Republican governors are refusing aid from Democrats in Washington
(CNN) -- Democrats in Washington have approved trillions of dollars to help Americans weather the coronavirus pandemic, but Republican state officials are pulling back relief for low-income Americans by turning away federal money.
In little more than a week, 17 governors have announced they'll be cutting off pandemic unemployment benefits early, the latest being West Virginia on Friday. This could cost nearly 2 million people as much as $10.8 billion in payments, according to a recent analysis by The Century Foundation.
The moves echo the refusal by GOP-led states to participate in Medicaid expansion under the Obama-era Affordable Care Act -- a resistance that persists, as Missouri's Gov. Mike Parson said Thursday that his state would not implement a voter-approved Medicaid expansion on July 1 for budget reasons.
He and other Republican officials in the dozen red-led states that have yet to expand Medicaid aren't stepping up to take advantage of a big sweetener that Democrats included in their recent $1.9 trillion relief package. Those states that broaden Medicaid will receive a 5-percentage-point boost in their federal matching funds for two years.
While Republicans in Washington focus on ridding the party of leaders perceived as disloyal to former President Donald Trump -- this week ousting Wyoming Rep. Liz Cheney from the House leadership -- GOP governors are leaning into the longstanding party orthodoxy of advocating for paychecks instead of government handouts.
Are you at risk of losing your benefits early? Tell us about it here.
States aren't on the hook to pay the billions of dollars of benefits to millions of their residents -- Congress made sure that the federal government would pick up the tab when it passed its historic expansion of the nation's unemployment benefits system in March 2020. But the governors who are terminating the programs say that the more generous payments -- including the $300 weekly federal boost to state benefits -- are keeping workers on the sidelines and hurting businesses' ability to fully reopen.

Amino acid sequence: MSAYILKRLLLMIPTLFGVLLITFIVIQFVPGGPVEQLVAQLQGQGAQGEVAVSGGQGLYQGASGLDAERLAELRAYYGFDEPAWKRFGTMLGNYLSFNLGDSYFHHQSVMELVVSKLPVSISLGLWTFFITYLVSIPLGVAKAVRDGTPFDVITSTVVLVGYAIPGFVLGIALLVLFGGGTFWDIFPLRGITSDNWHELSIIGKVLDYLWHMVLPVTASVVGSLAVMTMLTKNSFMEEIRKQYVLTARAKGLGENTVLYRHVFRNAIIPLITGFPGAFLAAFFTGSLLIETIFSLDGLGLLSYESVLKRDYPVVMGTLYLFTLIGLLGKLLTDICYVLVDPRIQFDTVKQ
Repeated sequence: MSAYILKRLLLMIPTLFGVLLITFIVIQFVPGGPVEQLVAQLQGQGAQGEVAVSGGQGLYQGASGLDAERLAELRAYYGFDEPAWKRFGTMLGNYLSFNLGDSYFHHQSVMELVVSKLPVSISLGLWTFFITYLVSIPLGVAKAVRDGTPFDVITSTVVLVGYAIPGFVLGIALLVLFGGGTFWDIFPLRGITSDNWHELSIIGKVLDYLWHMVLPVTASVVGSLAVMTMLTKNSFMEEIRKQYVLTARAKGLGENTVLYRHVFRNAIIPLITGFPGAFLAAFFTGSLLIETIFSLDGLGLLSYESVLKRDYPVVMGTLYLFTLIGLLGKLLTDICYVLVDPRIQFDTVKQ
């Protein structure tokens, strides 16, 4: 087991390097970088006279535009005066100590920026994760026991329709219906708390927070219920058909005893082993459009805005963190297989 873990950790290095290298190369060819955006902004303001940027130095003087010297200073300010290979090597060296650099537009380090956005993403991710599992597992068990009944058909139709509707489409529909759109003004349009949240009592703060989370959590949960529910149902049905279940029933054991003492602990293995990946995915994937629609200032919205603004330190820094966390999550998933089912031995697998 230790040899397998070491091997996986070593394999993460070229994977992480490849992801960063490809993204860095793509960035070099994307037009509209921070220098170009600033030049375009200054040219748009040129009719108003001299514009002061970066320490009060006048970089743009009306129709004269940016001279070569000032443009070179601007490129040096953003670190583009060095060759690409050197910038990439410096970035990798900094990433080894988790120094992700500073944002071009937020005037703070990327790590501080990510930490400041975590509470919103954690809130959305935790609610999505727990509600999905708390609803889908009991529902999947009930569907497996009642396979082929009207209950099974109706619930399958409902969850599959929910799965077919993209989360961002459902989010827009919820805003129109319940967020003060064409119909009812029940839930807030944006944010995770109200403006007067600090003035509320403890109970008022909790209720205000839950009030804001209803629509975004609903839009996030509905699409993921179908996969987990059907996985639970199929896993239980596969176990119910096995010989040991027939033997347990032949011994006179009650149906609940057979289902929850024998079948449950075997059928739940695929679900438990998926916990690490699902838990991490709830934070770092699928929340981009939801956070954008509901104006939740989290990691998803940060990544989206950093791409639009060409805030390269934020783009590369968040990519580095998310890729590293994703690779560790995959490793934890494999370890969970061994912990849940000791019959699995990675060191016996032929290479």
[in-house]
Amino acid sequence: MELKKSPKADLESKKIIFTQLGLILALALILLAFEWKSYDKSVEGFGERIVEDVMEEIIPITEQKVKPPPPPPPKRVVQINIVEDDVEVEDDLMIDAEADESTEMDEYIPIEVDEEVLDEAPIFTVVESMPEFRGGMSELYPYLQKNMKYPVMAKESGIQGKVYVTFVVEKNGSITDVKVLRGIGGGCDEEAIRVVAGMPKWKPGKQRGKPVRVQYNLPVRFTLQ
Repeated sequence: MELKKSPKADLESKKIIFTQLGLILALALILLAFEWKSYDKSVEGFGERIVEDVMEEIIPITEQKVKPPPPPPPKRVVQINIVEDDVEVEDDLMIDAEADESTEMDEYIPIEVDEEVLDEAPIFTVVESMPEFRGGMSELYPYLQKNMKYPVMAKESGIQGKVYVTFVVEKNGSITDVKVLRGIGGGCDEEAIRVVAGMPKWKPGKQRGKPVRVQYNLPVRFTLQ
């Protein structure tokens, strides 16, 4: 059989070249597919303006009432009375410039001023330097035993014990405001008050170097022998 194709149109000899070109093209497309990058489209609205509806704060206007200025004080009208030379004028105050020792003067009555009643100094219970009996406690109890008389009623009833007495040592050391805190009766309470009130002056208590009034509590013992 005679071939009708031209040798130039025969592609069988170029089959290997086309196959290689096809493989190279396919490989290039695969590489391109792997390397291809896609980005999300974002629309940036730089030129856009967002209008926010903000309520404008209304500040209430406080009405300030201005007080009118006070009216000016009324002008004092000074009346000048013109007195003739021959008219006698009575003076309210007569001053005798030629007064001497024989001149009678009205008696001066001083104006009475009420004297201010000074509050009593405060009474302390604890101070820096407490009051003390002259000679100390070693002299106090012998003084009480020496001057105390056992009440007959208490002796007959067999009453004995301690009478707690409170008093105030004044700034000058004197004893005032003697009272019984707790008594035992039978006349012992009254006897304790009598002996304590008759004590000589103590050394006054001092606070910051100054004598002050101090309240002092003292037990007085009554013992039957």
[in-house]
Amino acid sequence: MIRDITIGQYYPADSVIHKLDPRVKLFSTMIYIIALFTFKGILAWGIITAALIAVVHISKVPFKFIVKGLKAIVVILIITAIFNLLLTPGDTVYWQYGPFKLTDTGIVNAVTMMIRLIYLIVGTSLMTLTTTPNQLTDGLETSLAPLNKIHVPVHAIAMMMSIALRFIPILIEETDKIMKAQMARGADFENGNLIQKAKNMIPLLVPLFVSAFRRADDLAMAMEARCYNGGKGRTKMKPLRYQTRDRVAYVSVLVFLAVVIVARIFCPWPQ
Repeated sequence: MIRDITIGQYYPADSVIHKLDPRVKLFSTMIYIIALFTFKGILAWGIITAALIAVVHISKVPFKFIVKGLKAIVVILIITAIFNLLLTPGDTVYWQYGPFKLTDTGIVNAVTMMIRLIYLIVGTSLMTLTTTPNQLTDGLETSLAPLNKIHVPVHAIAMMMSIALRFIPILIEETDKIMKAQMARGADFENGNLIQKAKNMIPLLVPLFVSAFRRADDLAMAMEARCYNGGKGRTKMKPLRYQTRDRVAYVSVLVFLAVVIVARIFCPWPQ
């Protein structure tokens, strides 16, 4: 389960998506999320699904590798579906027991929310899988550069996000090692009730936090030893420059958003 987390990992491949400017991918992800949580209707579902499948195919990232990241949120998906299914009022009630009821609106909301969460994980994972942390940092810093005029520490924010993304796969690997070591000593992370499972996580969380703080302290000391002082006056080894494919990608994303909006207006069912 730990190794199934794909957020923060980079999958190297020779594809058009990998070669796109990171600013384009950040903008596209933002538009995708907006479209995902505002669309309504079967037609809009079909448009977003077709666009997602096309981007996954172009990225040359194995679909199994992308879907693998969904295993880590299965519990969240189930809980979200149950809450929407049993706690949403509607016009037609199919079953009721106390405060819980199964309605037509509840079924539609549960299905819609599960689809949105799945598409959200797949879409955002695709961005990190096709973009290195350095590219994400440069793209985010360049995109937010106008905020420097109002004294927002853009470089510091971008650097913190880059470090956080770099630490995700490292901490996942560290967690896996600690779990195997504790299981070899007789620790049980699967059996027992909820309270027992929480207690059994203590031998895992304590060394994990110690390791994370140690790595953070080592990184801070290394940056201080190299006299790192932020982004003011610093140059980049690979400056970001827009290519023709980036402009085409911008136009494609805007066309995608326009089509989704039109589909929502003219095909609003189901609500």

"As we emerge from Covid-19, retail and service companies, restaurants and industry are attempting to return to pre-pandemic unemployment levels, but employees are as scarce today as jobs were a year ago," said Arkansas Gov. Asa Hutchinson, a Republican, who announced his state would cease the federal benefits on June 26.
Ending pandemic unemployment benefits early
Republican governors in Alabama, Arizona, Arkansas Georgia, Idaho, Iowa, Mississippi, Missouri, Montana, North Dakota, Ohio, South Carolina, South Dakota, Tennessee, Utah and Wyoming have announced they are terminating the federal jobless benefits in their states in June or July, including the $300 weekly boost and the payments for freelancers, independent contractors, certain people affected by the virus and those who've run out of their regular state benefits. All cited labor shortages.
Many also said the time for the bigger federal coronavirus cushion had passed, now that more Americans are vaccinated and case counts are declining.
"What was intended to be a short-term financial assistance for the vulnerable and displaced during the height of the pandemic has turned into a dangerous federal entitlement, incentivizing and paying workers to stay at home rather than encouraging them to return to the workplace," said South Carolina Gov. Henry McMaster, who announced last week that the programs would end on June 30 in his state.
Democrats, who recently extended the expansion until early September as part of their $1.9 million coronavirus relief package, defend the continued need for enhanced benefits, pointing to the fact that the nation still has 8 million fewer jobs than it did before the pandemic. Also, they say, many people can't return to work because of child care issues or health concerns.
More than 300 people responded to CNN's request asking whether they are at risk of losing their benefits early. Some said that they could not find jobs that pay close to what they used to make or that are in their fields. Others said the available positions require licenses and training that they don't have. And still others said they were still caring for their young children or have vulnerable family members at home.
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